Government and Politics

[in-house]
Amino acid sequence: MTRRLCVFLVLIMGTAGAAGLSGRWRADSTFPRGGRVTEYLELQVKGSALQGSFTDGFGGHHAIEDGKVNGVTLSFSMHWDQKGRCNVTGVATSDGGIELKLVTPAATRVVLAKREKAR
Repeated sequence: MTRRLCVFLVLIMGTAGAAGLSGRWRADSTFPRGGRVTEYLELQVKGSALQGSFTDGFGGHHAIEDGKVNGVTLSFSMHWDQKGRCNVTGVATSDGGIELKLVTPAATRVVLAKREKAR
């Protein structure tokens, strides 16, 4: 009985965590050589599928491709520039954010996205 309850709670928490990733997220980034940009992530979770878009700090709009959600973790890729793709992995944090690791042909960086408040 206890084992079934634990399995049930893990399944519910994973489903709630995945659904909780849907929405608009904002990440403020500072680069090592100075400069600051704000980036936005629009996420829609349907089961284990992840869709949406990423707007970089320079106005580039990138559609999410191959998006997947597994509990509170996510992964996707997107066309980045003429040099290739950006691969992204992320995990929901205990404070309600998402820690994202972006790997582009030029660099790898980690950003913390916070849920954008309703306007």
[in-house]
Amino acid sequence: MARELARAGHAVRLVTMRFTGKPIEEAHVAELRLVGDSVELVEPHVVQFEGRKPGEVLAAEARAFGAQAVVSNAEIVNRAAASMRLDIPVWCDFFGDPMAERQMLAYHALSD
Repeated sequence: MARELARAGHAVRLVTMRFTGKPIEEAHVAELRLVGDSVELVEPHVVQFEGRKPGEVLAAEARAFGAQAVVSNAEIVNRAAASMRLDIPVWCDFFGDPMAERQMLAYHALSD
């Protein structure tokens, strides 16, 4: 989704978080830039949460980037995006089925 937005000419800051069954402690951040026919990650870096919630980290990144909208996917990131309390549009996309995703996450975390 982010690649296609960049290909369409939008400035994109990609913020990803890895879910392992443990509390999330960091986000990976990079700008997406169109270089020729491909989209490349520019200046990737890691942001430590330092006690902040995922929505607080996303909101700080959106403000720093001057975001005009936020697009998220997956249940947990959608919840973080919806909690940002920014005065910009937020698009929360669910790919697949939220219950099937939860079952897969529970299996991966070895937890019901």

Senegalese politics during the postcolonial Senghor era went through three distinct periods: 1960—1963; 1964—1975; and 1976–1980. The first was characterized by fiercely competitive electoral politics, the consolidation of the UPS’;s hold over the country, and the emergence of Senghor as Senegal’;s undisputed national leader. In liberalizing Senegalese politics, Senghor was setting the stage for his eventual withdrawal from the political scene. Since reestablishing the office of prime minister in 1970, Senghor had been grooming Abdou Diouf to be his successor. By establishing a de facto one-party system built on his control of state resources and mastery of clientelist politics, Senghor had contributed to the decline of his own party’;s dynamism and thwarted the development of a vigorous and loyal opposition that could openly challenge national policies that had failed to stem Senegal’;s economic decline. Clan politics incorporated large numbers of people into the game of electoral politics and linked the mass of the population to regional and national leaders.